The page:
6- An Exploratory Study on Determinants of Government Investment In Pakistan
by Ahsan Abbas, Ghulam Mustifa and Eatzaz Ahmed
The study attempts to explore the determinants of government investment (public investment including general government investment) in Pakistan using autoregressive distributed lags (ARDL) estimation technique over the period 1964 to 2015. Both theoretical and empirical content available in the literature is employed to develop an econometric model to analyze the government investment behavior in case of a developing economy like Pakistan. The findings of empirical estimation indicate that budget deficit, output growth and foreign capital inflow boost government investment while domestic borrowing, military regimes and inflation discourage government/public sector’s investment activity.
7- Political Regime, Shadow Economy and Income Inequality: Evidence from Pakistan
by Tahir Mukhtar, Faiz Bilquees and Tahmina Yasmin
For the last three decades there has been growing literature focusing on empirical evaluation of the key determinants of income distribution across the countries. The present study aims to assess the impact of political regime and shadow economy on income inequalities in Pakistan over the period 1975 to 2016. Two estimation techniques, namely, fully modified ordinary least squares (FMOLS) and autoregressive distributive lag (ARDL) model have been used for estimation purposes. The findings indicate that democratic regime and shadow economy significantly contribute to the worsening of income inequalities in the country. Furthermore, the results also reveal that democracy reinforces income inequalities promoting impact of shadow economy in Pakistan.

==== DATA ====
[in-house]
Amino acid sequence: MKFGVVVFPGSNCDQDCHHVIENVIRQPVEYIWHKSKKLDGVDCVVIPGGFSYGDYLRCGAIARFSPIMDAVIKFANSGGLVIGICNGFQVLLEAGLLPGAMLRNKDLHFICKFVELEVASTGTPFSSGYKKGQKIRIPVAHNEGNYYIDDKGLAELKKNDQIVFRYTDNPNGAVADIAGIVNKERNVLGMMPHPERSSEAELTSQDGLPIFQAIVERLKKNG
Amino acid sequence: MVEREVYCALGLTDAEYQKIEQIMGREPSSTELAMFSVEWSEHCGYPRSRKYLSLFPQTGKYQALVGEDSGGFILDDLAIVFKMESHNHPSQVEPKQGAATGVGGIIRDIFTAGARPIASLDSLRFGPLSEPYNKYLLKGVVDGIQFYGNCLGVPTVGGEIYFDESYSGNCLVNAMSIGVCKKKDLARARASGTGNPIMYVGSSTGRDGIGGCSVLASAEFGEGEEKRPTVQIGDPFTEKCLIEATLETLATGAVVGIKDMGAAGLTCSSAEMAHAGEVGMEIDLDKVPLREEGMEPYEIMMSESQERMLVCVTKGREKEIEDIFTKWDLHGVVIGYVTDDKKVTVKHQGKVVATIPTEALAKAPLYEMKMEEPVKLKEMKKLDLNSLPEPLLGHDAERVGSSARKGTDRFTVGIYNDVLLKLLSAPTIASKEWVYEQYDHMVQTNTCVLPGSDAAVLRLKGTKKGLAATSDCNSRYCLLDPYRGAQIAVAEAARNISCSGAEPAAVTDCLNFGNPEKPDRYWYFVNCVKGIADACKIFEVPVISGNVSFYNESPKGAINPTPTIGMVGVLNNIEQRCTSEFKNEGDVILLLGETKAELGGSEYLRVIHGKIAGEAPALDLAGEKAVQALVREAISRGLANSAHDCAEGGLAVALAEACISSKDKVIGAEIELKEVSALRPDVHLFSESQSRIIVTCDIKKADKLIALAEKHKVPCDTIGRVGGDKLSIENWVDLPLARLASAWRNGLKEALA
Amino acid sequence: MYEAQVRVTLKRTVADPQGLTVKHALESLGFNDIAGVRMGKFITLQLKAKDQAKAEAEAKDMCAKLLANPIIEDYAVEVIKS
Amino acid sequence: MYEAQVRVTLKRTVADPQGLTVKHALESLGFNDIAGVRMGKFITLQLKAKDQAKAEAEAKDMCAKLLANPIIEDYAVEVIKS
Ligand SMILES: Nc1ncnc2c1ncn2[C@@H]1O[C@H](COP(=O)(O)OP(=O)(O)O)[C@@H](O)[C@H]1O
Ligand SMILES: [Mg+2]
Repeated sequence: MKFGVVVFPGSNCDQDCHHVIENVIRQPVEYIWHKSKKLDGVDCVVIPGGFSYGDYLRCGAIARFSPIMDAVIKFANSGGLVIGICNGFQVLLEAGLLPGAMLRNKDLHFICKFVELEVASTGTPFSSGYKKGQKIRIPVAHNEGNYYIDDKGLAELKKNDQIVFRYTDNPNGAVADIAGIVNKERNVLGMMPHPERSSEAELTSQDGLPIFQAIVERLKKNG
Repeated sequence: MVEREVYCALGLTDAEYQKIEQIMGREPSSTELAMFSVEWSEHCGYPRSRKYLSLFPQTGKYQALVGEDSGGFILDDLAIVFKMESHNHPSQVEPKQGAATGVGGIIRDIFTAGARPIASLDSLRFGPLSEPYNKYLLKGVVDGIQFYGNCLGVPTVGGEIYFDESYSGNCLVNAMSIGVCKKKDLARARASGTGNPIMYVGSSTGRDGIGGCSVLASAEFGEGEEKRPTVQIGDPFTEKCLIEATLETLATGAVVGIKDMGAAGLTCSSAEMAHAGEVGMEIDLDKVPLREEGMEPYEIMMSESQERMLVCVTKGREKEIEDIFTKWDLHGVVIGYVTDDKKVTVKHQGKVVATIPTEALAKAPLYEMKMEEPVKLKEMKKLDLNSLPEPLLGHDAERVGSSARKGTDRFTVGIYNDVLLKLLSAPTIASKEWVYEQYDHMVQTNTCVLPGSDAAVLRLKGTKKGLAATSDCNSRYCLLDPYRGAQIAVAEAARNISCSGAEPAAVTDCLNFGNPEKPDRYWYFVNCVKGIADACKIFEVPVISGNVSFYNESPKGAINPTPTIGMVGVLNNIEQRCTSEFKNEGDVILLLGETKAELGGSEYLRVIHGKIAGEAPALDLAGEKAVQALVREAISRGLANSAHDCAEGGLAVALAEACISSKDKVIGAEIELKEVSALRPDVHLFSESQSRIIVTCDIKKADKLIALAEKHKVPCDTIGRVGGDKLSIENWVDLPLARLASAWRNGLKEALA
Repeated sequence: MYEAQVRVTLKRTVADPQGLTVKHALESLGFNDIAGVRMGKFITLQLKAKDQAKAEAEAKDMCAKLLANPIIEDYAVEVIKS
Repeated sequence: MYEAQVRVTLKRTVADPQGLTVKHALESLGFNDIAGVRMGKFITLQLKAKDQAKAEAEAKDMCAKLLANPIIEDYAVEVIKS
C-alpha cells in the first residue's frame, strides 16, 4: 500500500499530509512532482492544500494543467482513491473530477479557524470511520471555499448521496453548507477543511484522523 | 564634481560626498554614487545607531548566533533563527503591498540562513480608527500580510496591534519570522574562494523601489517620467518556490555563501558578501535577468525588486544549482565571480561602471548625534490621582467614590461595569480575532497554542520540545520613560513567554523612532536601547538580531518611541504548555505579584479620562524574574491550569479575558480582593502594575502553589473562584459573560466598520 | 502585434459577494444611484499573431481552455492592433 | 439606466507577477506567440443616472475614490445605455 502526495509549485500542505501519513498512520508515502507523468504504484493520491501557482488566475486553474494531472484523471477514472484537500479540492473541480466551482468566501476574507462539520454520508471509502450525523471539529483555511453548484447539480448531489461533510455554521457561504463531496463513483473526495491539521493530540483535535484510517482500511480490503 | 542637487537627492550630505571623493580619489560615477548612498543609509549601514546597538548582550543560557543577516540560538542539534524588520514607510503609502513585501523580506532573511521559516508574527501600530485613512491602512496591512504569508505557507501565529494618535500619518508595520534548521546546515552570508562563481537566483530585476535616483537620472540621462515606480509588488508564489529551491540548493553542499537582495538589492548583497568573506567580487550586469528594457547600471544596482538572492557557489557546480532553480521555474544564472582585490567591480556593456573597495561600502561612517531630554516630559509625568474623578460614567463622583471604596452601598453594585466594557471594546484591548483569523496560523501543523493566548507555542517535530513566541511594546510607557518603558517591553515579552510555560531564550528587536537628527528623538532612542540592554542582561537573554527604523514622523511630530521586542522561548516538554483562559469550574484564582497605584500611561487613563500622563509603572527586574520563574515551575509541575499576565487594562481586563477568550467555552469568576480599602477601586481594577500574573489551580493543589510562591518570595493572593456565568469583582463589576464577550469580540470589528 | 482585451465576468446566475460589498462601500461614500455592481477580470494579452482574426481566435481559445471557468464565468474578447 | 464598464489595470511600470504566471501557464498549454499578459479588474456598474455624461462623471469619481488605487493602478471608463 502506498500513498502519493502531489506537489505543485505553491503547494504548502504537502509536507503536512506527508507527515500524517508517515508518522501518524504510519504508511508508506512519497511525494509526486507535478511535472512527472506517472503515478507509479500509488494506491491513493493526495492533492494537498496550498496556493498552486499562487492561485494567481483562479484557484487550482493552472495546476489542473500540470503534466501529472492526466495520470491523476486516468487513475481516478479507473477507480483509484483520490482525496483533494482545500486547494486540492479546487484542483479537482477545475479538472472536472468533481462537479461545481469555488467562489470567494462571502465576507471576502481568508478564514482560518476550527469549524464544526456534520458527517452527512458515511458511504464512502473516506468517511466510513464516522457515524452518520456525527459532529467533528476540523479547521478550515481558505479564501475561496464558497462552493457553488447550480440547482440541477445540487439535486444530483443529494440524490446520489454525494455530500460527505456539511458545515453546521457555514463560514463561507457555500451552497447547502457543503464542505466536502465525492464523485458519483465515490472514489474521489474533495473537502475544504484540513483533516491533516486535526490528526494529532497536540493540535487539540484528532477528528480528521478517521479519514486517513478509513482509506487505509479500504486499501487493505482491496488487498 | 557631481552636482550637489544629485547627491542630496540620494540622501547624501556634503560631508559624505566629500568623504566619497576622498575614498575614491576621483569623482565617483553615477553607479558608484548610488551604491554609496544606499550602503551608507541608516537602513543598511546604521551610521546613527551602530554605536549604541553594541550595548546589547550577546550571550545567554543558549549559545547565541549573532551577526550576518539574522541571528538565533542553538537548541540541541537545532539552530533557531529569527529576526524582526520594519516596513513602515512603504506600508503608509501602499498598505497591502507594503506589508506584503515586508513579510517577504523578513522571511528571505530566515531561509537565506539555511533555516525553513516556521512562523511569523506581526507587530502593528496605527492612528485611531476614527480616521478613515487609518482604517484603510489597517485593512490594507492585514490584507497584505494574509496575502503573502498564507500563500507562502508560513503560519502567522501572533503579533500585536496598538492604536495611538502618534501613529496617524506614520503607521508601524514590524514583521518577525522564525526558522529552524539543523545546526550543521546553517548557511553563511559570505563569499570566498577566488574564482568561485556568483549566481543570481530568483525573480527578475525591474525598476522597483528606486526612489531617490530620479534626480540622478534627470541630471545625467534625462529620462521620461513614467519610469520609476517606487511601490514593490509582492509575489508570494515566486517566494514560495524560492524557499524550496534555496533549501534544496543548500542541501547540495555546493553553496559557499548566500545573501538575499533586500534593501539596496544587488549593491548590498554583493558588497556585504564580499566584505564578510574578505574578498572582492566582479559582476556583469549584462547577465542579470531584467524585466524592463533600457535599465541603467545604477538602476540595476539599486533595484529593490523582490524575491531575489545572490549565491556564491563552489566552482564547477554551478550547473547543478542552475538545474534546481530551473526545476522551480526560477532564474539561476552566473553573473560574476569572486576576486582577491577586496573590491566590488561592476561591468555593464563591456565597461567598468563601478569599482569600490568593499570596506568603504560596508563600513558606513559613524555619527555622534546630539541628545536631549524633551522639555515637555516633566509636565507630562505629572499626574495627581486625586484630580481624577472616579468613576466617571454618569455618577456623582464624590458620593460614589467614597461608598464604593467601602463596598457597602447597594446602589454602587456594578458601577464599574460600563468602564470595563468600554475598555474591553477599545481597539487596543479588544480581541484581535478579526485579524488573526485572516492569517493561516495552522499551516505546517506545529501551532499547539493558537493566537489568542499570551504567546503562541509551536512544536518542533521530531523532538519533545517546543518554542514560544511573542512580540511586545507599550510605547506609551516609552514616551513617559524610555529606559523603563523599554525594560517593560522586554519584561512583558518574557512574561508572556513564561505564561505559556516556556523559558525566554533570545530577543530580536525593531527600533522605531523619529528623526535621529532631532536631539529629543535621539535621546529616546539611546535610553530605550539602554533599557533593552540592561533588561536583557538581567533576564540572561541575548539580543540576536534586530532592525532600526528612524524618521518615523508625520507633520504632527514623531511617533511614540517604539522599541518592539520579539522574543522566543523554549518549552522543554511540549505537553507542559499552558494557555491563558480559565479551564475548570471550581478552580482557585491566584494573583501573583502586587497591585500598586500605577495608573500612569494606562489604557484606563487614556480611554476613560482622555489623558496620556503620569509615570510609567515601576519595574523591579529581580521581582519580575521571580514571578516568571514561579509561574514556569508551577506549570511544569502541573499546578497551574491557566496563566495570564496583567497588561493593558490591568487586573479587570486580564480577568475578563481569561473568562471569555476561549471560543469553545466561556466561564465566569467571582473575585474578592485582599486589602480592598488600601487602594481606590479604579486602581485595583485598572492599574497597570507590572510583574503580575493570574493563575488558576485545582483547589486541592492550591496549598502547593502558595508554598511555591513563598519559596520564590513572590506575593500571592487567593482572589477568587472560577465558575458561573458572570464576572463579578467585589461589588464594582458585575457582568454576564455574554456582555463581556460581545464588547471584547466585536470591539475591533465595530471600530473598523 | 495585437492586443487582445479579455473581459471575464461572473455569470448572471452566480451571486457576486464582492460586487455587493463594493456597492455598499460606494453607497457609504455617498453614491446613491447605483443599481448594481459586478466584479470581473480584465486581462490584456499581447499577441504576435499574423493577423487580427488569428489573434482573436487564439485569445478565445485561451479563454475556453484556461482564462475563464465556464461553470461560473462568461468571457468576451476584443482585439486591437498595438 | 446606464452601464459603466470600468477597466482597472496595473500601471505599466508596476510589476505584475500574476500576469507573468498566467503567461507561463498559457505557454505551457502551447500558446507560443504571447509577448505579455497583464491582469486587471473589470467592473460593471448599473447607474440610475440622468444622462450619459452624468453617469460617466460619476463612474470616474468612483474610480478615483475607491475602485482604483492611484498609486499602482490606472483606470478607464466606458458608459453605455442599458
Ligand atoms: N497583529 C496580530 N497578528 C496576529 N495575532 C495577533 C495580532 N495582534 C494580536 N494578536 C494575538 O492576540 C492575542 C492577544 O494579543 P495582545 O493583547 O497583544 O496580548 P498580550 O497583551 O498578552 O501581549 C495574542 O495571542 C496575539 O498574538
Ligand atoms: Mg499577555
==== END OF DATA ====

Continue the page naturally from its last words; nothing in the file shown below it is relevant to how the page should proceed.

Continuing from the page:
8- Empirical Testing of Permanent Income Hypothesis for Pakistan and U.S Economies
by Fahad Malik and Muhammad Mazhar Iqbal
Permanent income hypothesis (PIH) has been empirically tested widely. However, the results are mixed so far. The probable reason for mixed results is different methodologies that make different underlying assumptions. The underlying assumptions are often contrary to the spirit of PIH. Moreover, some authors have tested it for a developed country or a set of developed countries while others have tested it for a developing country or a set of developing countries. Therefore, this study applies both methods and uses the data of a developed country such as USA and of a developing country such as Pakistan. The results show that PIH provides a good approximation of consumption decisions in both economies.